I am struggling to find a solution for the project I am working on.

The circuit is powered directly from two 3V lithium batteries connected in parallel. The average power consumption of the circuit is around 10-20uA with some short current bursts up to 200mA. The circuit consists out few peripherals (BLE, MCU & etc.) and several indication LEDs. LEDs brightness should not vary significantly. System operational voltage is from 2.5V to 3.2V (estimation from the battery specs, components can handle up to 3.6V).


  1. Is there any way to protect batteries from cross charging without a significant increase in power consumption of the circuit? And without significant voltage drop?
  2. The best simplest and cheapest way to drive the LEDs (10-20mA LEDs) with a forward voltage of around 1.9V to 2.1V. As when the battery is new the current will be higher and brightness will be higher and vice versa. So at 2.5V brightness will be significantly lower. Any kind of low power LED driver with the low quiescent current. Any suggestions?

Thank you in advance.

  • \$\begingroup\$ Indication LEDs requiring 10mA~20mA? Where are you shopping? The 80's? \$\endgroup\$ – Asmyldof May 2 '18 at 20:53
  • \$\begingroup\$ Unfortunately, yes. Because indication LEDs are behind a panel fascia. And to shine through a plastic fascia and be visible in the daylight LEDs need to be bright enough. The required brightness level achievable only at 10-20mA. \$\endgroup\$ – jkeeeng May 2 '18 at 21:49

Why don’t you put the batteries in series, use a buck converter, aim for the lowest system voltage to squeeze out max. Battery life, so aim for 2V5?

This way you have no cross charging and your current problem with your LEDs doesn’t exist anymore as it’s constant voltage.

Also 2V5 seems like a high-ish system voltage for BLE and MCUs, are you sure you can’t go lower? LEDs probably are the driver here.

  • \$\begingroup\$ Yes, I was thinking about this option, but the problem is that in some instances it will be just one battery installed. Not always two batteries will be installed as it depends from the application. Also, buck convertor normally have chunky and expensive inductor, high quiescent current (compared to other parts of the circuitry) as well as adds some EMI to the product. BLE can operate at 1V8 and MCU as well, but "weakest" components is SPI flash (due to price) which operating voltage starting at 2V4. Low cost of the BOM is also a key factor. But thanks for an idea. \$\endgroup\$ – jkeeeng May 3 '18 at 11:02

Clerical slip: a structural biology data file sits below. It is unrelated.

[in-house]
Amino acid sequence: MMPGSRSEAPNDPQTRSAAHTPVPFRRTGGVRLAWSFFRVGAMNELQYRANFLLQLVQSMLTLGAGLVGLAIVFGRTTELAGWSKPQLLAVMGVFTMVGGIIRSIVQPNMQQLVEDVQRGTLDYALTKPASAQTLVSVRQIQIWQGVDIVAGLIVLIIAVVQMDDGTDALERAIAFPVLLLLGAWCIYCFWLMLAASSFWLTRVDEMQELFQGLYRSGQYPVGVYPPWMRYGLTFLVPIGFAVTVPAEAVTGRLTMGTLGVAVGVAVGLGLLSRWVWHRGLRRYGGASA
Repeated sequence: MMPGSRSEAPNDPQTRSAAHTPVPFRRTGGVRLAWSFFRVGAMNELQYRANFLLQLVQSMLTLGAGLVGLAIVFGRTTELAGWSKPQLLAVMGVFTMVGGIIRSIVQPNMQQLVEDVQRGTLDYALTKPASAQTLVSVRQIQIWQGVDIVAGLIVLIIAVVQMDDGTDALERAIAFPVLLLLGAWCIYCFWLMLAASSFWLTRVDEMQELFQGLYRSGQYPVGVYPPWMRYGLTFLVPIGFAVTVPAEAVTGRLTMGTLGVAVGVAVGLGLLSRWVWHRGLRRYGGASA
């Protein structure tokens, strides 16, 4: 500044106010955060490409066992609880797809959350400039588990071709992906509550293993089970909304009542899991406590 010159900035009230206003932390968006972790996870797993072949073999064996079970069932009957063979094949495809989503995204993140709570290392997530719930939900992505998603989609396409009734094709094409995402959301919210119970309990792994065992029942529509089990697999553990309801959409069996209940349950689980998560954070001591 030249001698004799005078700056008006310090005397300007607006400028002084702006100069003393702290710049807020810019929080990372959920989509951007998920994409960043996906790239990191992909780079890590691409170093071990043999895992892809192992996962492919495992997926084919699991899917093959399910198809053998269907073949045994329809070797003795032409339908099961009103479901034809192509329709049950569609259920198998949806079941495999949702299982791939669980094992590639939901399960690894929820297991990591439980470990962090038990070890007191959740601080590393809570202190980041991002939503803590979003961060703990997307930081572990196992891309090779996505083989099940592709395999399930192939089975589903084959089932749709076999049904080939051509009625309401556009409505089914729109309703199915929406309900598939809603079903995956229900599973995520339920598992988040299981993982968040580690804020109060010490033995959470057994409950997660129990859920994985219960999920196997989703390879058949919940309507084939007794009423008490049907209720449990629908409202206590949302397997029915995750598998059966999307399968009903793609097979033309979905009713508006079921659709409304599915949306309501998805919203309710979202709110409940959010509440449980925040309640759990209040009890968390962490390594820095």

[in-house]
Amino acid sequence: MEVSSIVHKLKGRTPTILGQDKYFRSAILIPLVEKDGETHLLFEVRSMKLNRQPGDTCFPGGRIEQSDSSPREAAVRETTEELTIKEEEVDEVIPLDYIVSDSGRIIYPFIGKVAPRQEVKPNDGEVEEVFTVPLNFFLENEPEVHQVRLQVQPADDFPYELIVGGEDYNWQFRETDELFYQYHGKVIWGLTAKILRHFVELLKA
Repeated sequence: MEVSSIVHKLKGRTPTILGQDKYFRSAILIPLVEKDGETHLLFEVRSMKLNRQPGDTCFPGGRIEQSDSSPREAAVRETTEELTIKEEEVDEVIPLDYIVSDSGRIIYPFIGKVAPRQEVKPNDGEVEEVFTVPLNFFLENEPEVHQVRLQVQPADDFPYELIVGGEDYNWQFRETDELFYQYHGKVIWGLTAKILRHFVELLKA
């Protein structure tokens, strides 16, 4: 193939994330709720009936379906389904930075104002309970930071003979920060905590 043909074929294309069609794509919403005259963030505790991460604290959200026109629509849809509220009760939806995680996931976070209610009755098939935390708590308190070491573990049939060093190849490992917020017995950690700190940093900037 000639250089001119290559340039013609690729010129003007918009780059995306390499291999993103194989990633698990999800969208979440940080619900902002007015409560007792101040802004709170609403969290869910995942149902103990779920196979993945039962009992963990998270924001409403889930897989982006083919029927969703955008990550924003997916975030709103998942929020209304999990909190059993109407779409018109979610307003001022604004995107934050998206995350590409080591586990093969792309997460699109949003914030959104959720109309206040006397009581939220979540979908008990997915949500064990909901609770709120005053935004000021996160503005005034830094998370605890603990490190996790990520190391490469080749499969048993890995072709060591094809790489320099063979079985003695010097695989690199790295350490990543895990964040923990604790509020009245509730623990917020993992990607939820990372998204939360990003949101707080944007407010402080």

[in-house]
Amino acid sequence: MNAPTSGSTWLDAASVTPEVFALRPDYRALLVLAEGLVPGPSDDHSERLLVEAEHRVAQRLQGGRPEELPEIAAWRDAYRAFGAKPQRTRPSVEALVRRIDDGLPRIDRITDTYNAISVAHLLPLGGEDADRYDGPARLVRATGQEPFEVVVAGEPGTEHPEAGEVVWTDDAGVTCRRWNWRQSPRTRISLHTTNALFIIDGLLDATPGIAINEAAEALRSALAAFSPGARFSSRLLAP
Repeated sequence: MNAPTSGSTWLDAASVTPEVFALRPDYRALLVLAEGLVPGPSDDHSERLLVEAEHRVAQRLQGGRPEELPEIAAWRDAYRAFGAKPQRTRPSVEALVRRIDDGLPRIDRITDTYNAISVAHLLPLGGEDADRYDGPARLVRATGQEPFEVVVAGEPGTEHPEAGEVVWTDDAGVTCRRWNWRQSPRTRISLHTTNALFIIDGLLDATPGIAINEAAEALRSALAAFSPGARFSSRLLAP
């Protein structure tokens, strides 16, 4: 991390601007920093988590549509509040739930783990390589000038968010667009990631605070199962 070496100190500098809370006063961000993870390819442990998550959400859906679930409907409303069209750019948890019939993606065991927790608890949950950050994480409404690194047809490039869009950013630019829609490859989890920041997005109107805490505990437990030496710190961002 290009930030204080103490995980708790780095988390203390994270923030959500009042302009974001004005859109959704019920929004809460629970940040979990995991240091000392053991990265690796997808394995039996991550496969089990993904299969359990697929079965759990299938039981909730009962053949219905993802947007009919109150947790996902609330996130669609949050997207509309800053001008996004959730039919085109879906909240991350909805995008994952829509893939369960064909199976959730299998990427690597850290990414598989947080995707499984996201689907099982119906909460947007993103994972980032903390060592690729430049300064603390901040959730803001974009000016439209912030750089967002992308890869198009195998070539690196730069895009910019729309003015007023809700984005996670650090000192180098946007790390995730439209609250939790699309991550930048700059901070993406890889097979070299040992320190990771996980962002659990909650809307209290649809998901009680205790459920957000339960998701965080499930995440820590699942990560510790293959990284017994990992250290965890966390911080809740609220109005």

1) Analog devices/linear tech makes ideal diode controllers that can be used to parallel power sources (such as two batteries). Unlike regular diodes these controllers use a FET and a comparator, so the voltage drop is only mV instead of 0.7V. The controllers can consume as little as 3.6uA current depending on which one you pick.

They can be found here...


2) For the LEDs you can use a voltage reference, a transistor and an op-amp to create a constant current source. The LED brightness will then be the same with old or new batteries.


simulate this circuit – Schematic created using CircuitLab

  • \$\begingroup\$ Thanks. I was looking into the direction of choosing and Ideal Diode. The only disadvantage of this options is the high price. I will need to reconsider this option. \$\endgroup\$ – jkeeeng May 3 '18 at 11:07

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